a script name, a list of supported languages will be displayed instead.

       -g, --gen-script=
           Generate perf-script.[ext] starter script for given language, using current perf.data.

       -a
           Force system-wide collection. Scripts run without a <command> normally use -a by default, while scripts run
           with a <command> normally don't - this option allows the latter to be run in system-wide mode.

       -i, --input=
           Input file name. (default: perf.data unless stdin is a fifo)

       -d, --debug-mode
           Do various checks like samples ordering and lost events.

       -f, --fields
           Comma separated list of fields to print. Options are: comm, tid, pid, time, cpu, event, trace, ip, sym,
           dso, addr, symoff. Field list can be prepended with the type, trace, sw or hw, to indicate to which event
           type the field list applies. e.g., -f sw:comm,tid,time,ip,sym and -f trace:time,cpu,trace

               perf script -f <fields>

               is equivalent to:

               perf script -f trace:<fields> -f sw:<fields> -f hw:<fields>

               i.e., the specified fields apply to all event types if the type string
               is not given.

               The arguments are processed in the order received. A later usage can
               reset a prior request. e.g.:

               -f trace: -f comm,tid,time,ip,sym

               The first -f suppresses trace events (field list is ""), but then the
               second invocation sets the fields to comm,tid,time,ip,sym. In this case a
               warning is given to the user:

               "Overriding previous field request for all events."

               Alternativey, consider the order:

               -f comm,tid,time,ip,sym -f trace:

               The first -f sets the fields for all events and the second -f
               suppresses trace events. The user is given a warning message about
               the override, and the result of the above is that only S/W and H/W
               events are displayed with the given fields.

               For the ?wildcard? option if a user selected field is invalid for an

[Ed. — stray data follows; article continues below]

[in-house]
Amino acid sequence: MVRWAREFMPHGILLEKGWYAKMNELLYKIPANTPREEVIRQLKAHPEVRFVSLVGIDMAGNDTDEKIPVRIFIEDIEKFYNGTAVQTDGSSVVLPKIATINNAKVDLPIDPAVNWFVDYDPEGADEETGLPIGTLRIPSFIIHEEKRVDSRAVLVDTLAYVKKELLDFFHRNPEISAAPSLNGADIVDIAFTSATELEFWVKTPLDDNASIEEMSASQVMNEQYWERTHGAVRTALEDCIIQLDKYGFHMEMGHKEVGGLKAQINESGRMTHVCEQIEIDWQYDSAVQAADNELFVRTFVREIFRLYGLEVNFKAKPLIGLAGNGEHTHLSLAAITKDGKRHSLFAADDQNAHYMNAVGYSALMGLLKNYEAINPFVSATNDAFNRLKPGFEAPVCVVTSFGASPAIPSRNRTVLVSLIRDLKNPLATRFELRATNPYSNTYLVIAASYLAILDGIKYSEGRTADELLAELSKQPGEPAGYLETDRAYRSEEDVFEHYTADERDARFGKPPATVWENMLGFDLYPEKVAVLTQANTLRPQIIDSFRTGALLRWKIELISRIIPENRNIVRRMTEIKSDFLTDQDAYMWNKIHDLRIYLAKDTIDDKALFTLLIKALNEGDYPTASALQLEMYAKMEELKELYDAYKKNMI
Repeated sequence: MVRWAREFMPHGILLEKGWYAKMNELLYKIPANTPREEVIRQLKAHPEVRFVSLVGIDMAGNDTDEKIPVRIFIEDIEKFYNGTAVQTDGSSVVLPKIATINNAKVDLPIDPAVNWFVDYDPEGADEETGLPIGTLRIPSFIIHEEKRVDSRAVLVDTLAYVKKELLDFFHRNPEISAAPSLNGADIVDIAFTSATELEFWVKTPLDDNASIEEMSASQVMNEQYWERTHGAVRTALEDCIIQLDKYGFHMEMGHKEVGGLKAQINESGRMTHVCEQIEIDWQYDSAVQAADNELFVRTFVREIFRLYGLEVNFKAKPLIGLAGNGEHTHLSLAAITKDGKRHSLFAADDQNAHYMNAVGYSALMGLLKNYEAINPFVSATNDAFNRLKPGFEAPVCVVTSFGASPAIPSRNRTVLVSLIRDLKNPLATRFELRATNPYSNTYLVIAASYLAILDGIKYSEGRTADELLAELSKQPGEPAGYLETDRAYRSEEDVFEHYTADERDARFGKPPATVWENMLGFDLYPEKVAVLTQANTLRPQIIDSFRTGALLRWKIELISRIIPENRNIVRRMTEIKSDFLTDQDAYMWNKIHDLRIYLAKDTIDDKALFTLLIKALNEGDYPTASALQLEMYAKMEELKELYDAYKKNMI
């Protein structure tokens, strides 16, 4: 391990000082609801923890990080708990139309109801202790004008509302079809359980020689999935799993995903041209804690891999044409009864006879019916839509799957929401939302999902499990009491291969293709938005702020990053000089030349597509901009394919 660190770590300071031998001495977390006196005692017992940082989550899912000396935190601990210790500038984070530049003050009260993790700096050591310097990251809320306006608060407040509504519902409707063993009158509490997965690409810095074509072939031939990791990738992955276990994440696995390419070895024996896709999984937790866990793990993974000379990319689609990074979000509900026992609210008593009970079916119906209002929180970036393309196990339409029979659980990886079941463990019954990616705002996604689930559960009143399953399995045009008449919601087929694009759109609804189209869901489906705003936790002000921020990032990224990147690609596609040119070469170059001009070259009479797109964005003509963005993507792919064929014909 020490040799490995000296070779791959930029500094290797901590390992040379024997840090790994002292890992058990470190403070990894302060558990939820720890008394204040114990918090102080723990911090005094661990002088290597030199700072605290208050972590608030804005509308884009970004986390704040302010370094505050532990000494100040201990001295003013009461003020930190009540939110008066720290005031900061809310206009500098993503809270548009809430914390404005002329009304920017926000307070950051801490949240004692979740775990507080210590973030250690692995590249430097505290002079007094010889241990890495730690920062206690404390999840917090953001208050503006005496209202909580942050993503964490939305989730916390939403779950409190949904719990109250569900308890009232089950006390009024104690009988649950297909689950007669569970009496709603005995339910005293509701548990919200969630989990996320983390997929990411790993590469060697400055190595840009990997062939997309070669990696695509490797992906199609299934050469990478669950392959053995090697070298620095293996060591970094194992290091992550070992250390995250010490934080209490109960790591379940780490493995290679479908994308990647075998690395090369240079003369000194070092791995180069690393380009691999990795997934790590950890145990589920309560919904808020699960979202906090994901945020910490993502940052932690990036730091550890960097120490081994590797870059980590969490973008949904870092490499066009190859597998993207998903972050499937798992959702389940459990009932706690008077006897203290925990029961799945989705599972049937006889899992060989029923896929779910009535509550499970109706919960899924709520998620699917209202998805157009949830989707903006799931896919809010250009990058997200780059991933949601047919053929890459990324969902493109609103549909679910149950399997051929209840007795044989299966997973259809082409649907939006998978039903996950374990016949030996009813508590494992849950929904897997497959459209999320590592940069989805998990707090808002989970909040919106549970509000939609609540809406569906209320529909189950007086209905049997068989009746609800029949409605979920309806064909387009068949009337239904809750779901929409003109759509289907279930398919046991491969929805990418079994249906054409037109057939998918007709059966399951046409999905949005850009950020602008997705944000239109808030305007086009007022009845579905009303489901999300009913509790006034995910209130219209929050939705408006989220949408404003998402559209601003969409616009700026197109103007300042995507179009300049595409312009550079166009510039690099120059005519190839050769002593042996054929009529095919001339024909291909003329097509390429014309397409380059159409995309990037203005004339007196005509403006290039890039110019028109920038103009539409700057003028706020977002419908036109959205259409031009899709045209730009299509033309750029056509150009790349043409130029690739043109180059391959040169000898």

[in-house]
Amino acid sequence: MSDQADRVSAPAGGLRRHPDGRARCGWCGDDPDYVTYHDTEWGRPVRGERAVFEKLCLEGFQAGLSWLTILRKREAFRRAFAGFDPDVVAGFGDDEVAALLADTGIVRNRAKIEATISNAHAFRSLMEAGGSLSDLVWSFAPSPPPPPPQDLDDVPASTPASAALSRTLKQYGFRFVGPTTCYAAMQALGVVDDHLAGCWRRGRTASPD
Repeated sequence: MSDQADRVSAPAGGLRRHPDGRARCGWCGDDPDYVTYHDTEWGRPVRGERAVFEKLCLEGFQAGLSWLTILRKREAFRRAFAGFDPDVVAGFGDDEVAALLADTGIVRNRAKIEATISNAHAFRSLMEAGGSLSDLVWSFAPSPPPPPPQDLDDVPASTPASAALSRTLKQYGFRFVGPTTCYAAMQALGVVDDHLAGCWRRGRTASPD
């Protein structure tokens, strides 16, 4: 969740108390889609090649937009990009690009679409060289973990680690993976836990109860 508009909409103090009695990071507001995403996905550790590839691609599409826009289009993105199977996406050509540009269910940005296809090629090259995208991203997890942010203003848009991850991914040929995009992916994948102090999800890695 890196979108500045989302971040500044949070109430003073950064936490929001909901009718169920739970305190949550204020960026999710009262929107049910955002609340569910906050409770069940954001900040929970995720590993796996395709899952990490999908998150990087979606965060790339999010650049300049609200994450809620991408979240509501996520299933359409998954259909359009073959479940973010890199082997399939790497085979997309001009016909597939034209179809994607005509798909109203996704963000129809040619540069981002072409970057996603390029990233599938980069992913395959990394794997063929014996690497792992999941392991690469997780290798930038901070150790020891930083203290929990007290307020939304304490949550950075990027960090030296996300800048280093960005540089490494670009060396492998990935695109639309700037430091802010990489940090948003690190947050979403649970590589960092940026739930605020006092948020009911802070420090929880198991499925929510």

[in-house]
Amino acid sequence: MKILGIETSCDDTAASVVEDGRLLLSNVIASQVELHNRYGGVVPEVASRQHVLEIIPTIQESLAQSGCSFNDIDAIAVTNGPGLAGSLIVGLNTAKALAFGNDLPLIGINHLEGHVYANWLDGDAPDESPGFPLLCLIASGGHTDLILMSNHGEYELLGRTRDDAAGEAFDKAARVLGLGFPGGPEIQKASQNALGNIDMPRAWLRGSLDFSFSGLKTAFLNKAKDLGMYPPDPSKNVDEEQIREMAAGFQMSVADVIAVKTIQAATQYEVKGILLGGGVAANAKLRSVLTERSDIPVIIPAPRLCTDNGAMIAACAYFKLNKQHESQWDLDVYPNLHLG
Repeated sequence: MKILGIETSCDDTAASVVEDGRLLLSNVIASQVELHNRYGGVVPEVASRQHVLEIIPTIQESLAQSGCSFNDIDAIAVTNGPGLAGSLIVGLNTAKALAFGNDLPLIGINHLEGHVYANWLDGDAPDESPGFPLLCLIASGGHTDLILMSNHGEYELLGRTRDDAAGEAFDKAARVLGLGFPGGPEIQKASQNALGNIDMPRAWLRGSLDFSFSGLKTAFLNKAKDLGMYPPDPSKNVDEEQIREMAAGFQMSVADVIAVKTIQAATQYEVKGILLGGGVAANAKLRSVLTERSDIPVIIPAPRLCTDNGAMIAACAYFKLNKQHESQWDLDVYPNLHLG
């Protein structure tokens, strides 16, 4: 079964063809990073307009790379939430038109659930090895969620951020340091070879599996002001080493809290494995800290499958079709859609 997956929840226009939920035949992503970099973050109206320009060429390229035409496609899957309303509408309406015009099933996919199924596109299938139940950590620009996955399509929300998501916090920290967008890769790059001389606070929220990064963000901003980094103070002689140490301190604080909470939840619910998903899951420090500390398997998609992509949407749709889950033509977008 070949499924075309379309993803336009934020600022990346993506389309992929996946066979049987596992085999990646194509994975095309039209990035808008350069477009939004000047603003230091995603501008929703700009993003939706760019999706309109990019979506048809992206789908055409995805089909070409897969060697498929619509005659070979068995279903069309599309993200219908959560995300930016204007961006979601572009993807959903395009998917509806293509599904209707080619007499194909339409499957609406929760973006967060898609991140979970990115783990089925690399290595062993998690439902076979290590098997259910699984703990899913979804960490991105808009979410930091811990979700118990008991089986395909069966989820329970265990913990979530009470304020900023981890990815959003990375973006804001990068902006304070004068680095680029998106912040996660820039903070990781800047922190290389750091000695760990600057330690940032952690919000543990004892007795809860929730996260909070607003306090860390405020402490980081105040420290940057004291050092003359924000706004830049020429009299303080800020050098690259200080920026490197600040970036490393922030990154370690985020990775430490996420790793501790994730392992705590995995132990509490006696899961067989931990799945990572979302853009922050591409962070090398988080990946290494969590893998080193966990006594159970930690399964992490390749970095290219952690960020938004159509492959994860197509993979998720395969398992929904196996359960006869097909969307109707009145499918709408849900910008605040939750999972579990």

event type, a message is displayed to the user that the option is
               ignored for that type. For example:

               $ perf script -f comm,tid,trace
               ?trace? not valid for hardware events. Ignoring.
               ?trace? not valid for software events. Ignoring.

               Alternatively, if the type is given an invalid field is specified it
               is an error. For example:

               perf script -v -f sw:comm,tid,trace
               ?trace? not valid for software events.

               At this point usage is displayed, and perf-script exits.

               Finally, a user may not set fields to none for all event types.
               i.e., -f "" is not allowed.

       -k, --vmlinux=<file>
           vmlinux pathname

       --kallsyms=<file>
           kallsyms pathname

       --symfs=<directory>
           Look for files with symbols relative to this directory.

       -G, --hide-call-graph
           When printing symbols do not display call chain.

       -C, --cpu
           Only report samples for the list of CPUs provided. Multiple CPUs can be provided as a comma-separated list
           with no space: 0,1. Ranges of CPUs are specified with -: 0-2. Default is to report samples on all CPUs.

       -c, --comms=
           Only display events for these comms. CSV that understands file://filename entries.

       -I, --show-info
           Display extended information about the perf.data file. This adds information which may be very large and
           thus may clutter the display. It currently includes: cpu and numa topology of the host system. It can only
           be used with the perf script report mode.

       --show-kernel-path
           Try to resolve the path of [kernel.kallsyms]

SEE ALSO
       perf-record(1), perf-script-perl(1), perf-script-python(1)



perf                              06/22/2017                    PERF-SCRIPT(1)